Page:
A victory of the imagination over the conceptual: In the Black Fantastic revisited
“These artists offer other ways of seeing,” explains Ekow Eshun, curator of In the dark fantasy, and from the moment you push open the heavy swinging doors of the Hayward, you see what he means. Outside, a world of utilitarian gray concrete; inside, a dynamic team of invaders from planet Zog shimmering like Technicolor Pearly Kings in luminous shells of pearls, sequins and buttons.
The kind of thing a nimble-fingered alien might invent if his spaceship crashes into a haberdashery department, Nick Cave’s “Soundsuits” make Ziggy Stardust look Earthbound (see below). Raised with seven brothers by a single mother in Missouri, Cave learned early on how to pimp second-hand clothes, and his suits are superbly tailored. Slightly larger than life to accommodate performers – he’s a former member of Alvin Ailey’s American Dance Theater – when they’re vacant they have the benevolent presence of ministering spirits. Cave premiered after seeing footage of the LAPD beating of Rodney King that sparked the Los Angeles riots in 1992. Feeling vulnerable as a black American man, instead of revolting, he builds a protective shell. The handful of examples collected here are just a small sample of the more than 500 he has made since. They are called “Soundsuits” because of the noises they make when worn; when silent, they make a visual splash.
‘Soundsuit’, 2014, by Nick Cave. Credit: © Nick Cave. Courtesy of the artist and Jack Shainman Gallery, New York. Mandrake Hotel Collection
Cave is one of 11 artists from the African diaspora who have each been assigned a room to reimagine our imperfect world in images. Fortunately, there are few words. Tabita Rezaire’s film installation “Ultra Wet – Recapitulation” (2017) suggesting that “sexuality is a construct” is as preachy as this exhibit is, and Sedrick Chisom’s titles – “The Entirely Preventable Death of Mighty Whitey , The Last Drunk Dionysian Hero, AKA The Wholly Tragic Birth of Fragile Narcissus’ (2020) is an example of this – as verbose.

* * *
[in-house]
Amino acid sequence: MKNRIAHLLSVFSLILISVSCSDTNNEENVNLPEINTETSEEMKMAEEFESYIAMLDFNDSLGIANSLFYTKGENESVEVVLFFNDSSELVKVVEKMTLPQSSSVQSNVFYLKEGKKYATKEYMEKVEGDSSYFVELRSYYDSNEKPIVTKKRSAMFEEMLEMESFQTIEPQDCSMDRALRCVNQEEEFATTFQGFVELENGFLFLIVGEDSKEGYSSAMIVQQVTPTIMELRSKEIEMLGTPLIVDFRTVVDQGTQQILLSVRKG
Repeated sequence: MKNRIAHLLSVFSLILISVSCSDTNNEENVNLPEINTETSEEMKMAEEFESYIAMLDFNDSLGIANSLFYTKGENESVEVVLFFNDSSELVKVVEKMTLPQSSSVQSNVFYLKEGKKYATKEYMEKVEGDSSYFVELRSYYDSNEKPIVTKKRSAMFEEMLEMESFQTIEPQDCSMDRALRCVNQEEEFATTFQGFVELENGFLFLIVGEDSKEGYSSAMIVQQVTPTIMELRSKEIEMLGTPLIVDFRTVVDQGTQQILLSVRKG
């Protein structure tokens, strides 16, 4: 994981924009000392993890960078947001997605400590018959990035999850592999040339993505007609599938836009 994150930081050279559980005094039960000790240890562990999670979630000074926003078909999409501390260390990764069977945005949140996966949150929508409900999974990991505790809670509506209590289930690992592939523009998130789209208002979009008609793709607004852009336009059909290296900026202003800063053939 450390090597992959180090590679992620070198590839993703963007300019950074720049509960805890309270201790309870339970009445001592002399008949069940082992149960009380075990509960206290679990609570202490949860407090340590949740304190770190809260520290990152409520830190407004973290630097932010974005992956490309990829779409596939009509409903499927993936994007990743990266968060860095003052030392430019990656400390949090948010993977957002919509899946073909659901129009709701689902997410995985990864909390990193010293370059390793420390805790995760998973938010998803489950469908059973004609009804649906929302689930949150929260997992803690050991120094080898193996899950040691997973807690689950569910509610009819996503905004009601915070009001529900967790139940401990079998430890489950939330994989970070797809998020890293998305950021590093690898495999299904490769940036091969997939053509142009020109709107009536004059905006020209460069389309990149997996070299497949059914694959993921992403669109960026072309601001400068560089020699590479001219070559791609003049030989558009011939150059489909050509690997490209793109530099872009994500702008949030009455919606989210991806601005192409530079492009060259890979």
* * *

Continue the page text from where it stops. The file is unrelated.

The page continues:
Chisom lets his titles speak on his images; Wangechi Mutu believes in the power of art alone “to imbue truth with a kind of magic…so that it can seep into the psyches of more people, including those who disbelieve the same things as you”. Her visual language is surrealism, the privileged jargon of psychic infiltration: she sticks it to man through collage. Cutting pages from porn magazines and engineering textbooks, she cooks up a mash-up of monstrous cyborgs, attacking the objectification of black women by vandalizing Western myths of female beauty. The results are terrifying from afar, worse up close when you see eyes and lips implanted with breasts and buttocks and gaping mouths stuffed full of mechanical parts. Francis Bacon would have approved; she too was inspired by illustrations of illnesses in medical textbooks.
In Mutu’s ‘The Screamer island dreamer’ (2014), the mythical Nguva who haunts the East African coast in human form luring unsuspecting victims to their deaths is shown in her true colors as a spiny sea monster with prehensile teeth that gnaws to drag its prey to an aquatic grave. Mermaids are a theme; it must be something in the water. Chris Ofili moves the myth of Ulysses and Calypso to Trinidad – where he now lives – the music’s native island that shares a name with the nymph of Ogygia. Reimagining Homer’s enchantress as the fish-tailed African aquatic spirit Mami Wata, he depicts her in a series of recent paintings in meandering hand-to-hand combat with a black Ulysses. In a life-size bronze, he gives the Annunciation a similar treatment, envisioning the visit of the angel Gabriel to the Virgin Mary as an erotic coupling of aroused supernatural beings. If it’s supposed to shock, it’s not; it just looks kitsch. Remove the elephant dung from Ofili and there’s not much left.
Ellen Gallagher’s bedroom is like an aquarium with windows to magical underwater worlds. His series of monumental watercolors “Watery Ecstatic” evokes an aquatic coral-colored ecosphere illuminated with mysterious forms of marine life, the watercolor saved from haziness by the addition of crisp detail in precisely cut paper. Her 2019 series of large oils, “Ecstatic Draft of Fishes,” has a paler palette of pinks and grayish greens dispersed in clouds of shimmering bubbles. Taking Turner’s “slave ship” as its starting point, it envisions the unborn babies of drowned pregnant slaves learning to breathe underwater and wandering the ocean floor as silvery specters evoking figures of African fangs.
In a calmer register than the rest of the series, Gallagher’s imagery resonates longer. Like Cave’s “Soundsuits”, his paintings combine exquisite craftsmanship with oblique meaning, representing a victory of the imagination over the conceptual. It is the general absence of post-modern irony in this exhibition that makes it so invigorating; for an edgy Western audience, that’s fantastic in itself.